Located in the north section of the harbour of Aghios Nicolaos, the prehistoric settlement of Aghia Eirene was one of the most important cultural centres of the Aegean. The site was first occupied in the Late Neolithic period (3000 B.C.) and continued to be inhabited until the 15th century B.C., when it was destroyed by a series of earthquakes, in the period of its heyday. Restricted occupation of the site is attested in the Classical and Roman periods.

Multi-roomed buildings with well-built wall masonry are preserved of the Early Cycladic settlement (2500-2000 B.C.); the fortification and the sanctuary have survived of the Middle Cycladic settlement (2000-1600 B.C.), while the pottery evidence points to the conclusion that intensive commercial activity took place on the site. During the Late Bronze Age (1600-1450 B.C.) the settlement presented political and economic flourishing, comparable to all the known Mycenaean centres but indicating a strong Minoan influence.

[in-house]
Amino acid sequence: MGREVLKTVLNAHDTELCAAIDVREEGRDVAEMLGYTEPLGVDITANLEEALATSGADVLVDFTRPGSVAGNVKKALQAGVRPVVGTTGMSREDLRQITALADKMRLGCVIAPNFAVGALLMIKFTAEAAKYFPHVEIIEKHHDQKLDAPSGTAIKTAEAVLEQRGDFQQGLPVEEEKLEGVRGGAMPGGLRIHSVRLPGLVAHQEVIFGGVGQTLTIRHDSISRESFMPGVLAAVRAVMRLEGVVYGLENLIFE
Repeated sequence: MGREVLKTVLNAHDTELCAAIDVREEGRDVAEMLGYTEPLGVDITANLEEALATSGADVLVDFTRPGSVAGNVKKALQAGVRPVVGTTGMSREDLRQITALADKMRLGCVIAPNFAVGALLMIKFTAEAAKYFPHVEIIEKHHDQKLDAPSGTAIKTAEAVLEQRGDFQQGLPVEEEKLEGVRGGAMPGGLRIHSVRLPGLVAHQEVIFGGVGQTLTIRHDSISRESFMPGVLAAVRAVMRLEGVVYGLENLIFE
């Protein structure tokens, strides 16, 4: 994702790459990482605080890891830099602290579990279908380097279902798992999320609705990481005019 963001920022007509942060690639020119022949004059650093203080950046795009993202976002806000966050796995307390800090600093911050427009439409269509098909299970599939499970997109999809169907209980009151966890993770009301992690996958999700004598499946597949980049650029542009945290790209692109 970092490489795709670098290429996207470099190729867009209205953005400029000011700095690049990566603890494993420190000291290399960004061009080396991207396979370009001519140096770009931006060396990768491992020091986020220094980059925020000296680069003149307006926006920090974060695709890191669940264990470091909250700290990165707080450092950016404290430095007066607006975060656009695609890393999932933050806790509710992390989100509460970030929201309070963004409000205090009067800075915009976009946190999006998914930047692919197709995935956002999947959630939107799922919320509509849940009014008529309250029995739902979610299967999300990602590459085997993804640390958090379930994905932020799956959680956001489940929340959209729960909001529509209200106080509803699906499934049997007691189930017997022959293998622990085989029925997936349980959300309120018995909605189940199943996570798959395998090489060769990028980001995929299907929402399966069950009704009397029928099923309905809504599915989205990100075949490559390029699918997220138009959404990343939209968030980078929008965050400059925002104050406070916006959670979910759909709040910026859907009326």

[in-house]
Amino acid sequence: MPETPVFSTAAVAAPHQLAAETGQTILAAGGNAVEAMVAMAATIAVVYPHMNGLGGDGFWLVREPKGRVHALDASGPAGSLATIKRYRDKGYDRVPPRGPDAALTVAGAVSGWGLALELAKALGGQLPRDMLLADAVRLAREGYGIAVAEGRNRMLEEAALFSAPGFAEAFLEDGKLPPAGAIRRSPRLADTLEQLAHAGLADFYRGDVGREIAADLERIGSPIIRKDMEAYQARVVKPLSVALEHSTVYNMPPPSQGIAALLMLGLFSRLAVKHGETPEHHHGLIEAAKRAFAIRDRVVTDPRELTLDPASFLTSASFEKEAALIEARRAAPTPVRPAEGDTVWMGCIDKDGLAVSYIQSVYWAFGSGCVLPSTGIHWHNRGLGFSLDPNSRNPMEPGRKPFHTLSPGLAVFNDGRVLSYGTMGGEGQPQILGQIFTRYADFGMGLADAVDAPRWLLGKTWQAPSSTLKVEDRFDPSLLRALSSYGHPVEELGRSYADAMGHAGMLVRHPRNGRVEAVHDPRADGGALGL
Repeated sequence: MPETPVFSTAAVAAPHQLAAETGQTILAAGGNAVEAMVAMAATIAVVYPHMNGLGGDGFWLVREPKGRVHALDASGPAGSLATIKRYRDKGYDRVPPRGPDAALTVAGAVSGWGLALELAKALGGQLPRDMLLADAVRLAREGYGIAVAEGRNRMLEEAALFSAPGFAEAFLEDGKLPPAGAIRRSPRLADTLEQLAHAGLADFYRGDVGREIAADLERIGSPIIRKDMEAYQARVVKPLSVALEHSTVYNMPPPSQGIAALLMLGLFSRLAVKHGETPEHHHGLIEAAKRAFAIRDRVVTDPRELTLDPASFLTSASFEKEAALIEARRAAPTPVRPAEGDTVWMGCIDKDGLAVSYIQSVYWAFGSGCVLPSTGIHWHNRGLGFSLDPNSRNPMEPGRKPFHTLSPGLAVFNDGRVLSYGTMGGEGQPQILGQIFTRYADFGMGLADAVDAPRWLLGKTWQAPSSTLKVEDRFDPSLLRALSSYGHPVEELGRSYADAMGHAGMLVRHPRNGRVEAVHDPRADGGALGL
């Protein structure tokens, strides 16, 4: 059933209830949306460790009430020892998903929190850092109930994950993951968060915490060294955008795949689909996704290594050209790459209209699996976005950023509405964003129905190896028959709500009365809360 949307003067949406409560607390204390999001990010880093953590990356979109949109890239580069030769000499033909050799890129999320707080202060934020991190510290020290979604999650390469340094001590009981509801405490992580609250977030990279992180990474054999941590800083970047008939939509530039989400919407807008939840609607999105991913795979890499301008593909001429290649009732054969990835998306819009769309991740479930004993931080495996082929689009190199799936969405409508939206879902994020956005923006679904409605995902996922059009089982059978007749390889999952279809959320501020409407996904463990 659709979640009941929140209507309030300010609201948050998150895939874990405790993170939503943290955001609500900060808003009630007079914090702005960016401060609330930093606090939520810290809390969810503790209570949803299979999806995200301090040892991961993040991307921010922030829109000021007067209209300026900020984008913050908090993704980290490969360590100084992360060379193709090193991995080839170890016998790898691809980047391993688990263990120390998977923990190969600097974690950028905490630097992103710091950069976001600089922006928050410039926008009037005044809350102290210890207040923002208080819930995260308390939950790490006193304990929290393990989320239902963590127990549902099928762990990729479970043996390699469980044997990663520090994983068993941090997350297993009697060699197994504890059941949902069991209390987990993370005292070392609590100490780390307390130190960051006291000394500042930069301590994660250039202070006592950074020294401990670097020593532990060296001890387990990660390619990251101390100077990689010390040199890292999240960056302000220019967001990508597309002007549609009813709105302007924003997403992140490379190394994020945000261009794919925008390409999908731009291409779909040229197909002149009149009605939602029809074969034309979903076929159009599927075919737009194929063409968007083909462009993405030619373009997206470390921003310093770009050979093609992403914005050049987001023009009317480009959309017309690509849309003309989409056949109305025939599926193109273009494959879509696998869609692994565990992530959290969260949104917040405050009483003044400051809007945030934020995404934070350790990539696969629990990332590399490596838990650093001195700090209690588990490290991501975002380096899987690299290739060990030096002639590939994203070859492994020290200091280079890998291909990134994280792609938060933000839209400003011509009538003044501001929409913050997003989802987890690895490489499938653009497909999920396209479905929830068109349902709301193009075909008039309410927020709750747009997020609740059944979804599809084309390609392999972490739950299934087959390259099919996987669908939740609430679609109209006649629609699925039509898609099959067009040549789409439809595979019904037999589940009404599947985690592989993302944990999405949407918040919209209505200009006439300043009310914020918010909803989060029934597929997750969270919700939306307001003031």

The systematic excavation of the site by the American School of Classical Studies was begun in 1960 under the direction of Prof. J. L. Caskey of the University of Cincinnati and continued until 1980. The excavation has not been completed in the north part of the promontory.